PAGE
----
Reviews Shouldn’t Be Useless Crap

The following text is a preface of the review section in Inside Front #8 (January 1996)

“Sure I reviewed it, I didn’t say I listened to it”

—Dwid of Bloodbook in an unguarded moment

Reviews are perhaps the most common component in today’s hardcore ‘zines; I get the impression that some editors view them as a necessary component—or should I say a necessary evil? For there are so many review sections these days, and so few actually useful ones, that it’s hard to figure out exactly what their purpose is anymore. In theory, reviews serve an important purpose: to let the readers know about other magazines, records, etc., how to obtain them, and what they should expect (based on their knowledge of the reviewer’s tastes). A lot of smaller magazines tend to fail in accomplishing the first two ends by neither reviewing many releases nor giving addresses for those they do describe… and of course we’ve all seen a few ‘zines that gave everything a positive review—a positively useless review since most of us don’t have the resources to buy everything somebody feels kind enough to endorse, especially when they don’t even tell us exactly why they endorse it.

The larger magazines are no better. Apparently, overwhelmed with so much material, they are forced to unload reviewing duties on people who just don’t want to do it. I offer as an example a review that appeared in Maximum Rock’n’Roll #140:

Ryker’s — “Brother Against Brother” CD

NYC style hardcore from Germany, tough guy, macho core, what else can I say?

For starters, he could have said which NYC bands the music reminded him of, what it was that made them seem “macho,” whether it seemed real or fake and why, or perhaps even intelligently discussed whether or not their stance seemed valid… let alone tell us more about actual music, recordings, and packaging. But at least in this case we learn something about the release; we’re not so lucky in Punk Planet #9:

“You’ve Got a Friend in Pennsylvania” 7″ compilation 

It’s pretty much a rule that punk compilations suck shit. Really, I mean, other than “Rebuilding” and “Forever” what hardcore compilation 7″s have ever been any good? OK, maybe there’s been one or two but they are VERY RARE. So, that said, this compilation has tracks by Option, Deckard, Outcome, and Brother’s Keeper. Yeah.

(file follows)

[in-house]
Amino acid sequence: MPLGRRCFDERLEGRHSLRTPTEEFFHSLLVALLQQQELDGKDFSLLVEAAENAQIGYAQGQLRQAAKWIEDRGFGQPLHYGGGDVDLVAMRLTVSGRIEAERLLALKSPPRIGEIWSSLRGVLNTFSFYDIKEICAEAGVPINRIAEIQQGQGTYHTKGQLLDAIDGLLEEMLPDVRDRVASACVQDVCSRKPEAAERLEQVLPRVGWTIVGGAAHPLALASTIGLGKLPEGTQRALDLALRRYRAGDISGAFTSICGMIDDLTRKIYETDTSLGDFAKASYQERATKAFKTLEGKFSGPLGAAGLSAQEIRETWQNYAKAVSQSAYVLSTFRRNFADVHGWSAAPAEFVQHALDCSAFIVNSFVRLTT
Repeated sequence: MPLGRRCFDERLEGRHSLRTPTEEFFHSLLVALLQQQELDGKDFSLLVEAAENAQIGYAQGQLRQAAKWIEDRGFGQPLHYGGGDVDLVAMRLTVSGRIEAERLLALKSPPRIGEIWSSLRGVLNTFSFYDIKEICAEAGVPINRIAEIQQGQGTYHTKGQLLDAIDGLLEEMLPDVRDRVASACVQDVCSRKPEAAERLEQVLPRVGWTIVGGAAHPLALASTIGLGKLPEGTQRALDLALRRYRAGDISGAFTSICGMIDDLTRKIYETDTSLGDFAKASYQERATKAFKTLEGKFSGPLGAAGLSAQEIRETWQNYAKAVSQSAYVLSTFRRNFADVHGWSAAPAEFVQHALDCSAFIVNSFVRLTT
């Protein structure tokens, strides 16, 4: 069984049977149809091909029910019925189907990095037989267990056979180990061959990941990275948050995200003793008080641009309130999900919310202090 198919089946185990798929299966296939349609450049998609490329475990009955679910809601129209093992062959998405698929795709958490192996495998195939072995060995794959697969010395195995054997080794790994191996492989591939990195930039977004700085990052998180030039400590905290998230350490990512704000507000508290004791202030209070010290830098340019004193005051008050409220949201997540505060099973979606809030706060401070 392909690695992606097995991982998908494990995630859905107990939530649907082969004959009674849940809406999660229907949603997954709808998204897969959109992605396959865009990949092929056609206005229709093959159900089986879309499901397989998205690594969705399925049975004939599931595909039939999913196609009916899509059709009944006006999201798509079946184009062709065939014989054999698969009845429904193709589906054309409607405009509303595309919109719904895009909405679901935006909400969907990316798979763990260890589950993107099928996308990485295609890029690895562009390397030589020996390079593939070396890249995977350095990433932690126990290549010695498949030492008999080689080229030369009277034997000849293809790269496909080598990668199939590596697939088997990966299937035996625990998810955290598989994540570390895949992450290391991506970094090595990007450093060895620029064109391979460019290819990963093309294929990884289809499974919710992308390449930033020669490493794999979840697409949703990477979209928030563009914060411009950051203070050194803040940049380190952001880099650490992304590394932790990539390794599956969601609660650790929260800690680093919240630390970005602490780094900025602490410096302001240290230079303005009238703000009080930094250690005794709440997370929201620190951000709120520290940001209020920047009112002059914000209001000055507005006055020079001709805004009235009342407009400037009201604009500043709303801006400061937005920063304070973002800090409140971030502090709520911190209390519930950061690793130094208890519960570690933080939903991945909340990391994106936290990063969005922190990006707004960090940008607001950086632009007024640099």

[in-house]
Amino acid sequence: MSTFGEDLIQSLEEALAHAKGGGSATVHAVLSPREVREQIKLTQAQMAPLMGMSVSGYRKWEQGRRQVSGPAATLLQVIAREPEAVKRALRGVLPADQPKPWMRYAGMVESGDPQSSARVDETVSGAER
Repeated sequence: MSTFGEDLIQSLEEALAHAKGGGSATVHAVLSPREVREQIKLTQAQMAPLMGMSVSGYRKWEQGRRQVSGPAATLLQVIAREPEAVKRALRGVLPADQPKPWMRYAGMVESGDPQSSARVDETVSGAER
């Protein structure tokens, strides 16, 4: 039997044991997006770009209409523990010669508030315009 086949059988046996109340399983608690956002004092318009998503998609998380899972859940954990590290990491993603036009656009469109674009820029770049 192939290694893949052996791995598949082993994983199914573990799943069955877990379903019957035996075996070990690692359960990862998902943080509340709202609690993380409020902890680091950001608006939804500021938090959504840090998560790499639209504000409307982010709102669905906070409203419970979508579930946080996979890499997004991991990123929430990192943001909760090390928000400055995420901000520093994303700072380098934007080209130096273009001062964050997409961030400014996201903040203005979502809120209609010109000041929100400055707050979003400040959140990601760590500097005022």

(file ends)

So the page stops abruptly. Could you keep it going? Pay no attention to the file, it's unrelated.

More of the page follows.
This jaded piece of shit should never have wasted our time and his with this drivel. He told us nothing about the music, why he didn’t like it, what the music or packaging were like, or anything else—all he did was drop a couple names to get credibility or something. He should be fucking publicly humiliated for doing punk and hardcore such a disservice as a review like this, a review that encourages other to think that a review need to be nothing more than this… not to mention he has denied the readers of Punk Planet any knowledge of all the bands or the music. The publishers of P.P. are themselves responsible for apparently believing that this was a useful review and wasting our patience and their paper with it.

So what is to be done? In the case of smaller magazines, that do not reach much of an audience outside the circulation of the bigger magazines like MRR and PP, their editors need not feel as if reviews are an essential part of a ‘zine. There are plenty of other equally useful and interesting subjects that could be addressed in that space than other people’s work, if the editor does not expect that his or her reviews will offer something that the larger magazines do not. In the case of the larger magazines, which we all depend on for reviews, they must first weed out the kind of shit I’ve given examples of.

If you are going to publish reviews, publish useful reviews: reviews that describe the music in terms of specific musical approach and emotional impact, in terms of recording quality and influences… reviews that make interesting reading and leave the reader feeling more knowledgeable. The same goes for ‘zine reviews, for any kind of reviews.

This is not an obscure problem; I’ve heard people from many different circles complaining about it for quite a while now. I don’t mean to give the impression that we feel we have the best reviews here at Inside Front; despite our hard work, nothing could be farther from the truth. But I feel that if we all work hard to actually produce useful, high quality reviews, eventually some of us will succeed, and we will all be the better for it.

We in hardcore should never settle for mere mediocrity: there’s more than enough of that in the mainstream world.


As we receive an ever increasing amount of press / review requests and our review category is growing exponentially day by day, we’re getting worried about the quality of our reviews and how to prevent our webzine from becoming just another blog with nothing more to offer than just constantly burping reviews and press-releases from hc/punk businesses. Saying all this, we’re still looking for new contributors and reviewers but only if they understand our concerns and feel passionate about being part of this… a conspiracy of DIY punx who never settle for mere mediocrity or boredom. If you think it’s time to become our fellow reviewer just write us an email to diyconspiracy@riseup.net.

P.S. For tips on how to actually (not) write reviews go here.

DIY Conspiracy

The (International) DIY Conspiracy is the unbroken spirit of the anti-authoritarian and Do-It-Yourself punk culture. The website is an online tool for exchanging information—news, media, columns, analysis, interviews, reviews, archives—about underground culture and radical ideas. Contact the DIY Conspiracy HQ at: diyconspiracy@riseup.net